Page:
Meadville Tribune

State News

August 10, 2013

SUNDAY ISSUE: Dangerous dogs

(Continued)

HARRISBURG — Finnerty reports from Harrisburg for Community Newspaper Holdings Inc.’s Pennsylvania newspapers, including The Meadville Tribune. Follow him on Twitter @cnhipa.

By John Finnerty

CNHI News Service

HARRISBURG — Experts agree that irresponsible owners are at the heart of problems with dangerous dogs, but they are divided about what ought to be done to decrease dog attacks.

On one side, some argue that the state’s dangerous dog law needs to be beefed up with breed-specific legislation. On the other side, there are advocates who say state and local law enforcement just need to do a better job enforcing the law.

The state’s management of the dangerous dog problem is significant not only to those who have the misfortune to cross paths with an overly-aggressive animal. A generally overlooked problem when it comes to dog attacks is that in many cases, the dog owners are poor renters without insurance, said Thomas Newell, a personal injury attorney who specializes in dog attack injuries. As a result, victims and their insurance companies have little recourse to recoup medical costs. In most of those cases, the victims are poor children who received government-funded medical insurance. That means taxpayers end up footing the bill for the medical costs.

On average, each dog bite insurance claim cost $27,272 in Pennsylvania last year, according to insurance industry data. But Newell pointed to cases in which he represented clients in which the medical bills reached into the hundreds of thousands of dollars.

Dog wardens are already over-worked, with several of them being asked to cover more than one county, Newell said. He believes a good approach would be to force owners of dogs in breeds with a propensity for aggression — Rottweilers and pit bulls — to get liability insurance.

That idea doesn’t sit well with those who have devoted their lives to rescuing pit bulls and trying to reclaim the breed’s image.

Sylvia Hock, who runs AKM Legacy Pit Bull Rescue in Bloomsburg, said that even dogs that have been abused or used in dog-fighting can be reformed into loving animals.

Hock said that when she takes her pit bull to the pet store, people tell her she ought to be ashamed of herself for keeping a dangerous dog while she has children.

“A pit bull is born to please and will do anything you ask of them, this is why they are mainly used as fighting dogs or protectors,” Hock said. “I have ones who come from abused situations and one who was even used as a bait dog.”

Hock said that one strategy that might be worth considering would be to require all owners of pit bulls to get their dogs spayed or neutered after they reach a certain age. Hock said she would support this approach to cope with the dramatic over-population of pit bulls.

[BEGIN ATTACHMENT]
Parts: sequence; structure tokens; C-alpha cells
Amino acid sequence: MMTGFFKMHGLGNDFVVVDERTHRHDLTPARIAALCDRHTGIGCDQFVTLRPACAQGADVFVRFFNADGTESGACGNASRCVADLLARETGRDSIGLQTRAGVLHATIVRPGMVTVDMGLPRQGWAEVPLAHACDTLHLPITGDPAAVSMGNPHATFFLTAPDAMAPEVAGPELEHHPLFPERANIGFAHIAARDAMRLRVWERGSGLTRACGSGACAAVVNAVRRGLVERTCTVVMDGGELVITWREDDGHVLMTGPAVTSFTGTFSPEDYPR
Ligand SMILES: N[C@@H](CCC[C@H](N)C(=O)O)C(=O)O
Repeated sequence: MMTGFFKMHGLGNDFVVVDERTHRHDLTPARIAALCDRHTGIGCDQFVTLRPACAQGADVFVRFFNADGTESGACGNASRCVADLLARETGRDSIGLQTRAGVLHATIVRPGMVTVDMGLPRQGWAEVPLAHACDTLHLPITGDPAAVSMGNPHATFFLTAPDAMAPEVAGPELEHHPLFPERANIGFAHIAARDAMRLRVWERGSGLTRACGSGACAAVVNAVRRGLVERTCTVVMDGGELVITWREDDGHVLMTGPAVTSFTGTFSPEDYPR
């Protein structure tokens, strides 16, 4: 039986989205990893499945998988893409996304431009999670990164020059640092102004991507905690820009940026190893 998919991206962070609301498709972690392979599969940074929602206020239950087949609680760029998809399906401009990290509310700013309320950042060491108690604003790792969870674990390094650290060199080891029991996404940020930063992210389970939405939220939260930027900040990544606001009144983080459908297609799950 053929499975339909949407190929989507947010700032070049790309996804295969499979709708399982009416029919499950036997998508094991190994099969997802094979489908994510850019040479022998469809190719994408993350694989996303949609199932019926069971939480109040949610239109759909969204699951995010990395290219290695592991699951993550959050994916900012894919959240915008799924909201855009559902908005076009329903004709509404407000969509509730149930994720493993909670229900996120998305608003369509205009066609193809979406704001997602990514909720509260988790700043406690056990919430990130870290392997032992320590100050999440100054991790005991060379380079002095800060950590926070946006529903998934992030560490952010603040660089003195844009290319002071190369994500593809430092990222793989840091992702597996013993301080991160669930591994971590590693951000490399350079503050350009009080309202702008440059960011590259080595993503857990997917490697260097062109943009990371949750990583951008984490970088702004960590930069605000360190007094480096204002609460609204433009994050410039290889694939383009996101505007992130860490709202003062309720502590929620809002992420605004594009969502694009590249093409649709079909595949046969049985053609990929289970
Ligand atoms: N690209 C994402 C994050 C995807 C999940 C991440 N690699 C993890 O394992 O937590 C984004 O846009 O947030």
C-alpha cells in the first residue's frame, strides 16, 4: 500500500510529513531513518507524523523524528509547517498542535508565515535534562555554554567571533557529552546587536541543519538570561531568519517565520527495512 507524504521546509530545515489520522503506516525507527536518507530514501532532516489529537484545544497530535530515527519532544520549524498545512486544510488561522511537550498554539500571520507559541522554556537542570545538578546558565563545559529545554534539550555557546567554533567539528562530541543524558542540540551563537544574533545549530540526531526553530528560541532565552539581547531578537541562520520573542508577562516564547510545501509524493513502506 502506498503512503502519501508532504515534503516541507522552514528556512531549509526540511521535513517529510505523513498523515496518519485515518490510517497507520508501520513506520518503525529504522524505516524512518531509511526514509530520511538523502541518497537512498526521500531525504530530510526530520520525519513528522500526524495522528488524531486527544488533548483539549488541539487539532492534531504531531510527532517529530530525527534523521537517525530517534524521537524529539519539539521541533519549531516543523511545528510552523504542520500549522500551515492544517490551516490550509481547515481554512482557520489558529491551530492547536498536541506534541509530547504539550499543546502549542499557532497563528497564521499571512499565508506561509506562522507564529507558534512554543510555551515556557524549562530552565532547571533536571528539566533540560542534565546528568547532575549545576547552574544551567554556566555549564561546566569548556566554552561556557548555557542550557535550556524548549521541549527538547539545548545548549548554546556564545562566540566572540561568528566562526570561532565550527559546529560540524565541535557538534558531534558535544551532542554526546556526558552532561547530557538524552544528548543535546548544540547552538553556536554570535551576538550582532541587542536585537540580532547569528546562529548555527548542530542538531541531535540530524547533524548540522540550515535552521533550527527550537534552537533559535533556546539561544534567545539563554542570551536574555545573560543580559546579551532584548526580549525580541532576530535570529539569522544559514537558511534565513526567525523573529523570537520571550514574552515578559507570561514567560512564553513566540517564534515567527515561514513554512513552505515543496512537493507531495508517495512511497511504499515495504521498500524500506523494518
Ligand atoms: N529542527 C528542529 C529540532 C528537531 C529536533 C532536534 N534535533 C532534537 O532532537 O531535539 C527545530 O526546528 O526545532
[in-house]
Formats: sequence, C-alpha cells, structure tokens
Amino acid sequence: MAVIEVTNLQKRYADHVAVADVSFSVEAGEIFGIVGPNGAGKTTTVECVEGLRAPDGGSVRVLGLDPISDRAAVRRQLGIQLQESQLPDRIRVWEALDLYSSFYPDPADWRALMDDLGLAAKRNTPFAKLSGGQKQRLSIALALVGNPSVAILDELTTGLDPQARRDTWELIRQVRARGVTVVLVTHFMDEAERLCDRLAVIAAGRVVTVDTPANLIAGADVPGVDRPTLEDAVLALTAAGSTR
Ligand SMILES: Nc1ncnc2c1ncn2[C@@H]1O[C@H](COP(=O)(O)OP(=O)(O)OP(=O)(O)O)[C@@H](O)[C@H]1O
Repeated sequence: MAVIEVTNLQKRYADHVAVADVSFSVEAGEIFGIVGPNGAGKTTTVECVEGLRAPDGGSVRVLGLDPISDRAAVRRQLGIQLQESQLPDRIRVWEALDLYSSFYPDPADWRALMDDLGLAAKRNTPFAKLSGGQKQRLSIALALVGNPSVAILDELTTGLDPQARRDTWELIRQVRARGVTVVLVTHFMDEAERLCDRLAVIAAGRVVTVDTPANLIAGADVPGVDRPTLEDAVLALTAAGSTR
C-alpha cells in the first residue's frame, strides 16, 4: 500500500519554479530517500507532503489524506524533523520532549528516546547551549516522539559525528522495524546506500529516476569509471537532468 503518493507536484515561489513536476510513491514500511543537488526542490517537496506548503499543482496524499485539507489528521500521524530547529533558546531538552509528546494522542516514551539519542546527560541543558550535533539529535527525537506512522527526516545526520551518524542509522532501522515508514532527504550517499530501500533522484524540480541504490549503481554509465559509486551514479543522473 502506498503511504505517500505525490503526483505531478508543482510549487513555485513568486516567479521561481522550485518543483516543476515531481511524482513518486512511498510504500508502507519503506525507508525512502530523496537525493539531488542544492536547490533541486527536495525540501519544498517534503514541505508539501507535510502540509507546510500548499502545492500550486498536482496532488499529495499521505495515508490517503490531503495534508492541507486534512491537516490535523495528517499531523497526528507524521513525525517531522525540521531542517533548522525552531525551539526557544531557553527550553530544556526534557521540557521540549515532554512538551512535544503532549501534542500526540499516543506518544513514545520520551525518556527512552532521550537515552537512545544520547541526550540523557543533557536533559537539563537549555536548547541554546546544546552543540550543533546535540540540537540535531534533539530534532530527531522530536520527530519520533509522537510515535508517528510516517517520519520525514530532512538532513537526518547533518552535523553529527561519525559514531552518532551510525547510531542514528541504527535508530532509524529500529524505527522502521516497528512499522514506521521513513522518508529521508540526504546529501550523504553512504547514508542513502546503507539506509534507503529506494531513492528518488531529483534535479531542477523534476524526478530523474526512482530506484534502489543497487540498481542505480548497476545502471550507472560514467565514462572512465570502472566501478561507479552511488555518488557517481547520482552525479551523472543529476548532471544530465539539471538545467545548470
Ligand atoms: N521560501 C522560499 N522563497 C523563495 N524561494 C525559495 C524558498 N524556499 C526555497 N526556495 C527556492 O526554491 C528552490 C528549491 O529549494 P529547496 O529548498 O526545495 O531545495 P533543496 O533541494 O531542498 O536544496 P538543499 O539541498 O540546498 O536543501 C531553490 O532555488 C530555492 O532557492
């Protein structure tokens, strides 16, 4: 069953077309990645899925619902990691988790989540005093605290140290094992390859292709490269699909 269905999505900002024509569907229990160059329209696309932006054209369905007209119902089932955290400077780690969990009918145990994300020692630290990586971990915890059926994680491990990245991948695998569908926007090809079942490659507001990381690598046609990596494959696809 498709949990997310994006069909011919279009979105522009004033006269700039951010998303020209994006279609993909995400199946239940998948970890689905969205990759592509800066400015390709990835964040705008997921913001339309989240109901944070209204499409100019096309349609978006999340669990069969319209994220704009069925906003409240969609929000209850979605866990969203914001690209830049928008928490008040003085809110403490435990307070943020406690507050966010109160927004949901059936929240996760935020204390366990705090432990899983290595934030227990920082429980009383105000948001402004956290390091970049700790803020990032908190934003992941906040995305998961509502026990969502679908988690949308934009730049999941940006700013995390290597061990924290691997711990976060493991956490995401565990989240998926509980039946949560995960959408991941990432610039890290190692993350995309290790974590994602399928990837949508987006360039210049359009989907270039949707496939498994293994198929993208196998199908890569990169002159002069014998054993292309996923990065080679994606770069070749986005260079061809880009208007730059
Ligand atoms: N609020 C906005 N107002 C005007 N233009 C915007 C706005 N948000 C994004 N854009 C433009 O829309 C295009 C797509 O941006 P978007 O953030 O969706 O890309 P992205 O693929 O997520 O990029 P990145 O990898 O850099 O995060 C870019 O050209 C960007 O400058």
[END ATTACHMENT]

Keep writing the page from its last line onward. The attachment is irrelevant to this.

“I say this as so many die in shelters, and so many after the age of 1 get dumped off,” she said. “(They are) no longer the cute pit bull puppy they bought months before.”

Daisy Balawejder, founder and president of Hello Bully, a pit bull rescue in Pittsburgh, said she believes Pennsylvania’s dangerous dog laws are sufficient.

Newell and Balawejder agree on the circumstances that are often at play in dog attacks: typically, the dogs have not been neutered, are not family pets and have not been properly socialized.

“That’s a big problem,” she said.

But, if the underlying problem is that the people who own dogs are irresponsible, creating new laws for them to ignore is not a realistic solution, Balawejder said.

Balawejder said that pit bulls are responsible for many dog attacks, but that is a consequence of how popular the breed has become, particularly in inner-city neighborhoods. Her rescue has begun a spay and neuter program to try to tackle some of the overpopulation concerns.

Balawejder said that concerns about pit bulls are aggravated because in cases of dog attacks, there is often confusion about what type of dog is involved and there are cases where the breed is inaccurately described as being a pit bull. She pointed to a recent dog attack in Canonsburg where some reports described the dog as a bulldog and other accounts described him as a pit bull. Regardless of the breed, when the dog attacked a Dachshund, it was the second time the dog had reportedly attacked another dog. It is cases like that, which demonstrate that the system is failing, not because there are not appropriate laws in place, but because people are not using the existing laws, Balaweijder said. The current dangerous dog law covers attacks on other animals as long as the dog is out of its owner’s yard.

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